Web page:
Arabic tattoo lettering is searched for on the internet every day. Getting this kind of tattoo is exceptionally unique and is quite mystifying. Several people may recognize what they are, but few know what they mean. It is highly advisable to get several opinions when translating from English to Arabic to make certain you are getting the word or phrase you want because there are several very subtle differences in each letter and its place within a word. Something to note is that the Arabic language is written right to left, the opposite of many other written texts. This simply adds to its enchanting persona and sheds more light on as to why someone would want to get Arabic tattoo lettering as their choice in permanent markings.
The Arabic alphabet is the second-most widely used writing system in the world, the first being the Latin alphabet. The Arabic alphabet is the writing system for a number of the languages in Africa and Asia. To adapt to the needs of all of these many languages, the Arabic alphabet had to add new letters and other symbols to its original alphabet. The basic alphabet consists of 28 letters. As well as several different styles of calligraphy that it can be written in, including Hajzi, Kufic, liq, Naskh, Nasta, Raq’ah, Shahmukgi, Sini and Thuluth. Both written and printed Arabic are done so in cursive with many of the letters within a word being connected to their counterpart.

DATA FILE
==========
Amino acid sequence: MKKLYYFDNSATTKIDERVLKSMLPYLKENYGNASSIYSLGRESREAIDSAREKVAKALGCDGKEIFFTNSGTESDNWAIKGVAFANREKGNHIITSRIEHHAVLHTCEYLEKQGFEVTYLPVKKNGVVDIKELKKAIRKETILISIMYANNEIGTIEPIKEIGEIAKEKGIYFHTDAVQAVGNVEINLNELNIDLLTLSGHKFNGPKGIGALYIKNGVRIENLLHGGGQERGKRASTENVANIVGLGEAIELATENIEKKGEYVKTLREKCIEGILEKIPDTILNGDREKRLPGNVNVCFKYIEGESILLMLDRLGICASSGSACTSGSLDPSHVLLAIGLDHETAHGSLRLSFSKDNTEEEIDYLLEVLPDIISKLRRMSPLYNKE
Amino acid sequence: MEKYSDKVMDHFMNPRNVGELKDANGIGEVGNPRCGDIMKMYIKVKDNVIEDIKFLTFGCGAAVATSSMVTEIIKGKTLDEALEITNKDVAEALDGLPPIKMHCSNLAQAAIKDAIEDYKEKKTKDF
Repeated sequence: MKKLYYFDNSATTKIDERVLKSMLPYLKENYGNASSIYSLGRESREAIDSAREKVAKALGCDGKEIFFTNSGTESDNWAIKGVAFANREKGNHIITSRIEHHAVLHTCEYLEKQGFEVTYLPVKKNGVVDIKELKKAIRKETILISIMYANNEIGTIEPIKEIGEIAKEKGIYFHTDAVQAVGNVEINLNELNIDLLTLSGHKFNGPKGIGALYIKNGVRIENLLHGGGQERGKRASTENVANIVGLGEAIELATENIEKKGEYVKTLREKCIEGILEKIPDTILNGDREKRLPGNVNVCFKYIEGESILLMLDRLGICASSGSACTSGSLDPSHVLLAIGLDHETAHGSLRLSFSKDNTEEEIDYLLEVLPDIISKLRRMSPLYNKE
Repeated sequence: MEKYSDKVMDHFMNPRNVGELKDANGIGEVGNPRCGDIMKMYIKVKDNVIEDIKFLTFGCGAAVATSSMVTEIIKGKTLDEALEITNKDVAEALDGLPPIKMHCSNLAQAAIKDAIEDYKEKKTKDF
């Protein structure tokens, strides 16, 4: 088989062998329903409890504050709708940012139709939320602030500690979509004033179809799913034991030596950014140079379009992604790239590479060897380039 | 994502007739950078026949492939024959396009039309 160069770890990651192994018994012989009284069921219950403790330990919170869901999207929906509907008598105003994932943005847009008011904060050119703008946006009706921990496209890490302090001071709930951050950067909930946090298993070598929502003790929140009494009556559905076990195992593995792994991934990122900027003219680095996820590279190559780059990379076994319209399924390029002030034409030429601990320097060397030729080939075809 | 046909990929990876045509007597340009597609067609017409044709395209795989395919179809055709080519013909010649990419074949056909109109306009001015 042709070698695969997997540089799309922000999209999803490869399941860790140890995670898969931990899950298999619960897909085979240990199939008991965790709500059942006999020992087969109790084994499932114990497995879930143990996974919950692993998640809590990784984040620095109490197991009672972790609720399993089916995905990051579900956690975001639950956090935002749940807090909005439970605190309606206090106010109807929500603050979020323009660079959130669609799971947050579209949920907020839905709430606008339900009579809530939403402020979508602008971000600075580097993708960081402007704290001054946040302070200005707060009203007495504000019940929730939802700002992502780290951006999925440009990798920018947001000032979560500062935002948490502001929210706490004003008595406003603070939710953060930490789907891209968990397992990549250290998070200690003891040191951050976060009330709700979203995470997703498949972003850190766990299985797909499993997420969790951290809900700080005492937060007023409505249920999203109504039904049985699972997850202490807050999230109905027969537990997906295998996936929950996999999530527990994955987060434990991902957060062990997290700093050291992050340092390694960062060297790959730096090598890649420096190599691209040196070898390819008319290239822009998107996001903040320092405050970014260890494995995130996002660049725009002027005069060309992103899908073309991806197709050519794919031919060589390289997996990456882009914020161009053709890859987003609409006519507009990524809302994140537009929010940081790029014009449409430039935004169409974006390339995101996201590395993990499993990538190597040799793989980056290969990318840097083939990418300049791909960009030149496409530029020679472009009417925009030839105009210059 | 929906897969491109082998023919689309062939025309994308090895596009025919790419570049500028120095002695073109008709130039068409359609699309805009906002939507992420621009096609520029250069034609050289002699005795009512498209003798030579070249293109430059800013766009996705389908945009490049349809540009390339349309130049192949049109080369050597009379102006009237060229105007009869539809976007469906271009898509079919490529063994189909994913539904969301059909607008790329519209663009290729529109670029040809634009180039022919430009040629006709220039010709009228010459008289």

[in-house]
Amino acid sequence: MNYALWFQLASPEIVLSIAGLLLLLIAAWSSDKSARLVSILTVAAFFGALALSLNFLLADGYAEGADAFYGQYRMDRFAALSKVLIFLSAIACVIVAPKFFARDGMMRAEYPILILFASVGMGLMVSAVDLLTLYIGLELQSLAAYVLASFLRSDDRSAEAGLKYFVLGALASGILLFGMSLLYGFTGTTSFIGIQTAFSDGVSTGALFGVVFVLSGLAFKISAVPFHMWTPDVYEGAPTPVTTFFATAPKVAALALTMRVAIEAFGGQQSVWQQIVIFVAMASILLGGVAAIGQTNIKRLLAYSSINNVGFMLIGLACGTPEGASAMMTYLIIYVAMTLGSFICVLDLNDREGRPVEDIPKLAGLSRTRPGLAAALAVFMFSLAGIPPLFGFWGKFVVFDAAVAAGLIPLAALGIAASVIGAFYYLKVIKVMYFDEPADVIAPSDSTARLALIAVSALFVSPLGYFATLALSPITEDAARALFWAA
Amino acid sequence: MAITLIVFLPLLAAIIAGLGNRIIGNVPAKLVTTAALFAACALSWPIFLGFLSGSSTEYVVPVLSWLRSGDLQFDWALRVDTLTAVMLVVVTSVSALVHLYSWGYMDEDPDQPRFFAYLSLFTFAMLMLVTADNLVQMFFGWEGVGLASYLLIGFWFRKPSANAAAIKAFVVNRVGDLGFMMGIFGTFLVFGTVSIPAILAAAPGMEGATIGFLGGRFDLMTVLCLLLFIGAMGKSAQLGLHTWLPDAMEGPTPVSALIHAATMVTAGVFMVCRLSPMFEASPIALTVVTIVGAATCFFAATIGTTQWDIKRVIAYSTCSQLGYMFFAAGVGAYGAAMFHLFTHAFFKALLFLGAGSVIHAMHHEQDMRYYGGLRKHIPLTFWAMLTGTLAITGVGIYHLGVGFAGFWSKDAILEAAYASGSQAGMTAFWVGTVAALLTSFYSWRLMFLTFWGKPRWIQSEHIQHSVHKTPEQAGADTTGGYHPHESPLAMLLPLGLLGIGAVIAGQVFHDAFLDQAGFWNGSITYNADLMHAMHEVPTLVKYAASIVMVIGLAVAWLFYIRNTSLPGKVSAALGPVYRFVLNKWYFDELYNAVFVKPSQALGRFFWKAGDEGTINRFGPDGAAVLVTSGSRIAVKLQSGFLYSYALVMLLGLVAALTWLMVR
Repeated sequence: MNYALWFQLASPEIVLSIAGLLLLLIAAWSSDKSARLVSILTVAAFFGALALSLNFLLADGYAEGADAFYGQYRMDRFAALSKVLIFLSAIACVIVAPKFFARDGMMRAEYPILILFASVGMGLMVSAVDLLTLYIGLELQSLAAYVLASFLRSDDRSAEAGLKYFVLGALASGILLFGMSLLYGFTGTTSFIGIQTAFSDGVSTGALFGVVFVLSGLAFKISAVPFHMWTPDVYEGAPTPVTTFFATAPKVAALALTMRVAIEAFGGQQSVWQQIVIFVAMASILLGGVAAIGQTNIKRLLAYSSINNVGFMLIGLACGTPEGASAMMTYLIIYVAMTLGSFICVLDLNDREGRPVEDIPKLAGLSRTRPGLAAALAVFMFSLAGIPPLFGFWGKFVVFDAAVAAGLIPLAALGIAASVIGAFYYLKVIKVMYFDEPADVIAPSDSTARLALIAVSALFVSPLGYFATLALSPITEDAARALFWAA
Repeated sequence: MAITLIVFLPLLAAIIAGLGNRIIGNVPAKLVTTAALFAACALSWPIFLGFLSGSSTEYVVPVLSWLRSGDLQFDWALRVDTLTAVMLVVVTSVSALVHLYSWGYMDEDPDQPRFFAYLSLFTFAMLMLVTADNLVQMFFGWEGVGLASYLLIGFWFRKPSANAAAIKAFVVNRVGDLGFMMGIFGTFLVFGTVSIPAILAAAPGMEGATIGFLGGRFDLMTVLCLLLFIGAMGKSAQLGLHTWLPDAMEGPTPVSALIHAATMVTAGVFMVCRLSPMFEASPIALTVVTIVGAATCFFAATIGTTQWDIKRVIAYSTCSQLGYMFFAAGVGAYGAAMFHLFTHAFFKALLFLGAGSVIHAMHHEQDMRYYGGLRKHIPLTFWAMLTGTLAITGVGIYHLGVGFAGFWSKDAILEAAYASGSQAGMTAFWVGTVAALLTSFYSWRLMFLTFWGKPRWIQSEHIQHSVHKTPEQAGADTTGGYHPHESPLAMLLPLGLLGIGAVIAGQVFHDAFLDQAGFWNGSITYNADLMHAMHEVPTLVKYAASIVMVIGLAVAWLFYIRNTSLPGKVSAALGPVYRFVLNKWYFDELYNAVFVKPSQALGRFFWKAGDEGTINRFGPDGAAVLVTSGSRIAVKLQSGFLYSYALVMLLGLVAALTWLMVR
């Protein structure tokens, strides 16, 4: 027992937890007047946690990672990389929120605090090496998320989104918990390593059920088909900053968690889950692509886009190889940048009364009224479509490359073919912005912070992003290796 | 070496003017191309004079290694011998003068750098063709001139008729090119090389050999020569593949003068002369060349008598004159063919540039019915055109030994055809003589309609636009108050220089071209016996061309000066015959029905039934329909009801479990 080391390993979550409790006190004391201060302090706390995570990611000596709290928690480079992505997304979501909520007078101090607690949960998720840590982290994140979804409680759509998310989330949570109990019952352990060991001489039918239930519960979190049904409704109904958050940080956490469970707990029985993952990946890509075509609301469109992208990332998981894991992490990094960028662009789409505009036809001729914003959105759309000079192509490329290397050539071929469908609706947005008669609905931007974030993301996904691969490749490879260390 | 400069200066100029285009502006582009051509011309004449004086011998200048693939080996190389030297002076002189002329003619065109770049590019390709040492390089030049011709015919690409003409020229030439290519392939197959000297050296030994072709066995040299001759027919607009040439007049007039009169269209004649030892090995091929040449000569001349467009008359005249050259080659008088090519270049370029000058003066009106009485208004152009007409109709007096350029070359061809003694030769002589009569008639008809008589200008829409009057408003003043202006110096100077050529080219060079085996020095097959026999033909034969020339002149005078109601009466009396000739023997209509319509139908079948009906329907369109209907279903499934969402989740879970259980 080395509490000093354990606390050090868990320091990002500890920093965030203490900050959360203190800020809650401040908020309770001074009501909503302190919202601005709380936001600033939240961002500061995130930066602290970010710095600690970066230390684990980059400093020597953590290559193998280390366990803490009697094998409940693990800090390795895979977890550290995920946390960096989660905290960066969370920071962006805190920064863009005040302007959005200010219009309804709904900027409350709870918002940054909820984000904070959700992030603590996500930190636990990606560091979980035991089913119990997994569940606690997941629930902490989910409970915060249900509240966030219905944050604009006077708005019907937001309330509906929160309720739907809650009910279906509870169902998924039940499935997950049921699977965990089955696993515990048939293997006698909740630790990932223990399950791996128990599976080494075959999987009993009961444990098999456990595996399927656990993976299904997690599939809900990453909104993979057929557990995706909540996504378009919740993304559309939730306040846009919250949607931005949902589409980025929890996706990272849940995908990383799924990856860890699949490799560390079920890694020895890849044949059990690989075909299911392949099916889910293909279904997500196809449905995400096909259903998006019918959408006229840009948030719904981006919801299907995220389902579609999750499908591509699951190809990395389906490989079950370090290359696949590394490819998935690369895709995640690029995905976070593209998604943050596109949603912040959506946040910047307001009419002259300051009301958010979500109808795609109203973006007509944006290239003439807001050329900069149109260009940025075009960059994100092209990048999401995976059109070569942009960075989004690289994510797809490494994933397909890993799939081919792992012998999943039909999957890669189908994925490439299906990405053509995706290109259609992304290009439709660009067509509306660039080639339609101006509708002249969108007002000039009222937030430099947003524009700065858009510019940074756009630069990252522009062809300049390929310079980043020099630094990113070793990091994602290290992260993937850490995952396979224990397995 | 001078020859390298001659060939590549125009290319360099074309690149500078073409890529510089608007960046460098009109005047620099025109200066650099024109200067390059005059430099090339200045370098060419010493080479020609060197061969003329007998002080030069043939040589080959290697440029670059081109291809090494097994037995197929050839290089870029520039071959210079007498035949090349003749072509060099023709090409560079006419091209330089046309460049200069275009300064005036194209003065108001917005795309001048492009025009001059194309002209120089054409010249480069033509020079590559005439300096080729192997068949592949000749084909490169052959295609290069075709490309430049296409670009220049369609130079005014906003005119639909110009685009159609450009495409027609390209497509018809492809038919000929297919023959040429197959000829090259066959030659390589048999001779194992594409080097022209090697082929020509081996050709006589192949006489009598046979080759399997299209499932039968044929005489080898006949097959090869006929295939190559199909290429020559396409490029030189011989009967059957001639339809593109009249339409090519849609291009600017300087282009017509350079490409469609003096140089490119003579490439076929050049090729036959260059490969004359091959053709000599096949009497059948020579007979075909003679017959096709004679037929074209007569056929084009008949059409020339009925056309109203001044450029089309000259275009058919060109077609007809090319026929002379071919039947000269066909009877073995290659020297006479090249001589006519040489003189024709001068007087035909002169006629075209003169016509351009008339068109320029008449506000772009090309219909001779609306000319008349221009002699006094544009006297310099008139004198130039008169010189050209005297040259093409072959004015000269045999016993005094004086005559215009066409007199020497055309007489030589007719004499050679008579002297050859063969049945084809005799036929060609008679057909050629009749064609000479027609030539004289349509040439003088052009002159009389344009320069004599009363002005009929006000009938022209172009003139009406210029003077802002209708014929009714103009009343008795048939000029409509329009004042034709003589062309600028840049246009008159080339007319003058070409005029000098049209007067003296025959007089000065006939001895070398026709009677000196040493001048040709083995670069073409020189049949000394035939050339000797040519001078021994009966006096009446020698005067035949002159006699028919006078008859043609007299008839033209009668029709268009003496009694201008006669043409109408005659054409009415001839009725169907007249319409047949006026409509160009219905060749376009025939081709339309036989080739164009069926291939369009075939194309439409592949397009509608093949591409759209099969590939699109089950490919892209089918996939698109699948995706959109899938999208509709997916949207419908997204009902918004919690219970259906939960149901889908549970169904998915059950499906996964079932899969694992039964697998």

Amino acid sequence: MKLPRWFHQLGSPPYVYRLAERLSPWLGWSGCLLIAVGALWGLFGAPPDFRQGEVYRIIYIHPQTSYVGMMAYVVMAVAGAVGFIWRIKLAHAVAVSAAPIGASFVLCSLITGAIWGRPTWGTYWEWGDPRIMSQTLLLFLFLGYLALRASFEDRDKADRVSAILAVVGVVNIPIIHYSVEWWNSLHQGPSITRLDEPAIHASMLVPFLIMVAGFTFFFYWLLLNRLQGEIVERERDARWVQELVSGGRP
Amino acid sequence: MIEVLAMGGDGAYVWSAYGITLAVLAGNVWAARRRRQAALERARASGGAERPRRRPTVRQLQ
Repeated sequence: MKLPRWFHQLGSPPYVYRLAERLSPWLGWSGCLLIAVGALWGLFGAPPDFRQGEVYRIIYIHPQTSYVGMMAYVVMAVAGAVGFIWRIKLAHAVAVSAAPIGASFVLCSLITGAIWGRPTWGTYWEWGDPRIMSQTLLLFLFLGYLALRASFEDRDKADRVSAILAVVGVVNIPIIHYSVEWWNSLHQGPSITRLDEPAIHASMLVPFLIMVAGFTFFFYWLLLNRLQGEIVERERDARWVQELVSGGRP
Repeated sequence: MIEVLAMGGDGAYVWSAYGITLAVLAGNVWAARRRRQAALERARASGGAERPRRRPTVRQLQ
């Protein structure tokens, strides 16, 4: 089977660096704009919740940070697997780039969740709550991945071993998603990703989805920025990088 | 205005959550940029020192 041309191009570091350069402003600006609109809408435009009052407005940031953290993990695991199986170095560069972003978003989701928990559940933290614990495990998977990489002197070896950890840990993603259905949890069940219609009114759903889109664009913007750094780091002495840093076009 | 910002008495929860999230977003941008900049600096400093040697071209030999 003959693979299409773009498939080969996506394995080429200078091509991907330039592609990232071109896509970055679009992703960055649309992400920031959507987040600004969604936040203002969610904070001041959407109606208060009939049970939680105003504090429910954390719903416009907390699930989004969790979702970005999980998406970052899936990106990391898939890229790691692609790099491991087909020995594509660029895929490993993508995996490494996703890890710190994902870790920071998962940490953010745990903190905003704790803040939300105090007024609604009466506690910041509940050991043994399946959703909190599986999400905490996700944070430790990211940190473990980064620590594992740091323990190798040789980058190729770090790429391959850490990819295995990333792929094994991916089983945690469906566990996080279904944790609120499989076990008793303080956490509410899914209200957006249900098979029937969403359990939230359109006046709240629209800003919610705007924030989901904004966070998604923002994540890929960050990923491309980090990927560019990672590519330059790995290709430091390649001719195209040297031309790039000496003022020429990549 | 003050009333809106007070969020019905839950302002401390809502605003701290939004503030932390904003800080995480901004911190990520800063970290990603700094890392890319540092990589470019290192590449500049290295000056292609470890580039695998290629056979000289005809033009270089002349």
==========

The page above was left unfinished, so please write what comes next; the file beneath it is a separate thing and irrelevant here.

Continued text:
To help better understand the language, you must remember that there is no distinction between upper and lower case letters. In addition, a number of the letters look very similar, but are told apart from each other by dots that are placed above or below the letter’s central part, or the I’jam. These dots play a monumental role as they are the key into telling the difference between the letters that represent different sounds. Unlike the writing many of us are accustomed to, the Arabic lettering can substantially change depending on the placement of the letter in the word, whether it be in the beginning, middle, end or stand-alone. Some of the letters resemble each other in all four forms, while others are considerably different. There is one more unique distinction; as opposed to writing a letter twice, as is sometime necessary in other languages, Arabic writing uses a w-shaped sign called shadda, or sadda, above said letter.
The first known text to be written in the Arabic language is dated back to sometime in the late fourth century; however, the first dated is a trilingual inscription at Zebed in Syria dating back to 512 and the very first surviving evidence of Arabic writing is a papyrus dating back to 643. The full structure of the language dates to somewhere around 786 by al-Farahide, which is after the finalization of the distinguishing of the letters and sounds.